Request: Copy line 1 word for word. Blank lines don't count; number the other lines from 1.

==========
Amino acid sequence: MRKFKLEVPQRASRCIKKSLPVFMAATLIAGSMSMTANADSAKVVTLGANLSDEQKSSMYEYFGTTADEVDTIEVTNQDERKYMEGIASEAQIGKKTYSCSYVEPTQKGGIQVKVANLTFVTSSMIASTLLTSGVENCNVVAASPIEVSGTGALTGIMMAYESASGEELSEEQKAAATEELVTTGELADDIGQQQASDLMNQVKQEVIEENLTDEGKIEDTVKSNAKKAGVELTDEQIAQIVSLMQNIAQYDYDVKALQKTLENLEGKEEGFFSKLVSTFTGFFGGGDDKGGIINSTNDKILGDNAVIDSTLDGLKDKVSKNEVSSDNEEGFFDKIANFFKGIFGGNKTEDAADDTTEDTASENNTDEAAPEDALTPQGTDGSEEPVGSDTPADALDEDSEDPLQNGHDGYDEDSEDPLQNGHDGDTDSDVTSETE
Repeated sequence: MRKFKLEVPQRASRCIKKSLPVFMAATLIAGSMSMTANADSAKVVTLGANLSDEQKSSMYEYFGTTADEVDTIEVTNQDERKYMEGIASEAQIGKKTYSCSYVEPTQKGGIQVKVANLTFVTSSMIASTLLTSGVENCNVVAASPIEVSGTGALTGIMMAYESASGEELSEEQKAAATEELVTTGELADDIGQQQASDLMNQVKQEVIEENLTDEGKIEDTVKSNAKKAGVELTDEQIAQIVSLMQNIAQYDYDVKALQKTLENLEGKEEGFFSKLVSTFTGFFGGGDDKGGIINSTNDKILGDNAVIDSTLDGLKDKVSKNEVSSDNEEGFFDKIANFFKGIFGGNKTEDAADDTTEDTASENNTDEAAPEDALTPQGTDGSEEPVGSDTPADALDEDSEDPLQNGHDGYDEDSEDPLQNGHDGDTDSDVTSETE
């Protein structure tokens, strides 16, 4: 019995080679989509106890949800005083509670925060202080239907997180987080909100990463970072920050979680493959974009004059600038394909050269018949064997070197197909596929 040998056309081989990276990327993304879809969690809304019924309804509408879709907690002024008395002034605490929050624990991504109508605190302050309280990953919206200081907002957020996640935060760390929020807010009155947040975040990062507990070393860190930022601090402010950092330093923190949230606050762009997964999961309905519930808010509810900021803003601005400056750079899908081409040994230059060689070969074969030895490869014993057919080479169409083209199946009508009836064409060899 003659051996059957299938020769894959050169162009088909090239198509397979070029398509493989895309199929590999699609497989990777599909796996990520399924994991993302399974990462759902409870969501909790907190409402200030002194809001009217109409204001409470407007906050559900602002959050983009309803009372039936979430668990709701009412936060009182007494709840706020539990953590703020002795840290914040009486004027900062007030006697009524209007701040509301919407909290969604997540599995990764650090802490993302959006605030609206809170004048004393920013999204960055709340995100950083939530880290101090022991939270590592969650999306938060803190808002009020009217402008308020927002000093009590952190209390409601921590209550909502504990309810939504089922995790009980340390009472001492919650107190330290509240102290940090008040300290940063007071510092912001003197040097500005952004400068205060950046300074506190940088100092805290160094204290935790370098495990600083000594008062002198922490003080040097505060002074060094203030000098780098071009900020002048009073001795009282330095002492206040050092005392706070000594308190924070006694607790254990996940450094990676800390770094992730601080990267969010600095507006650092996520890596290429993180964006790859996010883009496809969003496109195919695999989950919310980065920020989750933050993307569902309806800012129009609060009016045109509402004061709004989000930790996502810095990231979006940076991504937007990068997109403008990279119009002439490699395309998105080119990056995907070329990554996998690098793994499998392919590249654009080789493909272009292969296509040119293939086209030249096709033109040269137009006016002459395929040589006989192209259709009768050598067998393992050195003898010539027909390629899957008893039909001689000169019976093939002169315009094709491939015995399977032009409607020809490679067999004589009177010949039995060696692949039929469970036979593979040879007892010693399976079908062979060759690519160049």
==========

Amino acid sequence: MRKFKLEVPQRASRCIKKSLPVFMAATLIAGSMSMTANADSAKVVTLGANLSDEQKSSMYEYFGTTADEVDTIEVTNQDERKYMEGIASEAQIGKKTYSCSYVEPTQKGGIQVKVANLTFVTSSMIASTLLTSGVENCNVVAASPIEVSGTGALTGIMMAYESASGEELSEEQKAAATEELVTTGELADDIGQQQASDLMNQVKQEVIEENLTDEGKIEDTVKSNAKKAGVELTDEQIAQIVSLMQNIAQYDYDVKALQKTLENLEGKEEGFFSKLVSTFTGFFGGGDDKGGIINSTNDKILGDNAVIDSTLDGLKDKVSKNEVSSDNEEGFFDKIANFFKGIFGGNKTEDAADDTTEDTASENNTDEAAPEDALTPQGTDGSEEPVGSDTPADALDEDSEDPLQNGHDGYDEDSEDPLQNGHDGDTDSDVTSETE